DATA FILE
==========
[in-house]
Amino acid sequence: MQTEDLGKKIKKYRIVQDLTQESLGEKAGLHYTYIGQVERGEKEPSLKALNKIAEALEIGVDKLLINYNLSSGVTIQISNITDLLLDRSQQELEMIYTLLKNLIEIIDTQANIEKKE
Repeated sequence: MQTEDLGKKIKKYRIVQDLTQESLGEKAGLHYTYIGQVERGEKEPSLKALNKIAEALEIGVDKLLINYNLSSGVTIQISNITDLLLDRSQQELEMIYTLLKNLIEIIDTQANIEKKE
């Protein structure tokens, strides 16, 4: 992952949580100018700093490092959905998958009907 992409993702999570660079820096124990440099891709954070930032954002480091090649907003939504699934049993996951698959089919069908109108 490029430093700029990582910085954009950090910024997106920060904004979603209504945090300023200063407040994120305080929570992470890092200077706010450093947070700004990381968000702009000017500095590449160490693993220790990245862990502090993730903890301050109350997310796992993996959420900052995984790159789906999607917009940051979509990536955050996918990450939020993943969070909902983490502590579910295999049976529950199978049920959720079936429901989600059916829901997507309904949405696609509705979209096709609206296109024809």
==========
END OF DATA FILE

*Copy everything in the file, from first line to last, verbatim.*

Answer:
[in-house]
Amino acid sequence: MQTEDLGKKIKKYRIVQDLTQESLGEKAGLHYTYIGQVERGEKEPSLKALNKIAEALEIGVDKLLINYNLSSGVTIQISNITDLLLDRSQQELEMIYTLLKNLIEIIDTQANIEKKE
Repeated sequence: MQTEDLGKKIKKYRIVQDLTQESLGEKAGLHYTYIGQVERGEKEPSLKALNKIAEALEIGVDKLLINYNLSSGVTIQISNITDLLLDRSQQELEMIYTLLKNLIEIIDTQANIEKKE
């Protein structure tokens, strides 16, 4: 992952949580100018700093490092959905998958009907 992409993702999570660079820096124990440099891709954070930032954002480091090649907003939504699934049993996951698959089919069908109108 490029430093700029990582910085954009950090910024997106920060904004979603209504945090300023200063407040994120305080929570992470890092200077706010450093947070700004990381968000702009000017500095590449160490693993220790990245862990502090993730903890301050109350997310796992993996959420900052995984790159789906999607917009940051979509990536955050996918990450939020993943969070909902983490502590579910295999049976529950199978049920959720079936429901989600059916829901997507309904949405696609509705979209096709609206296109024809």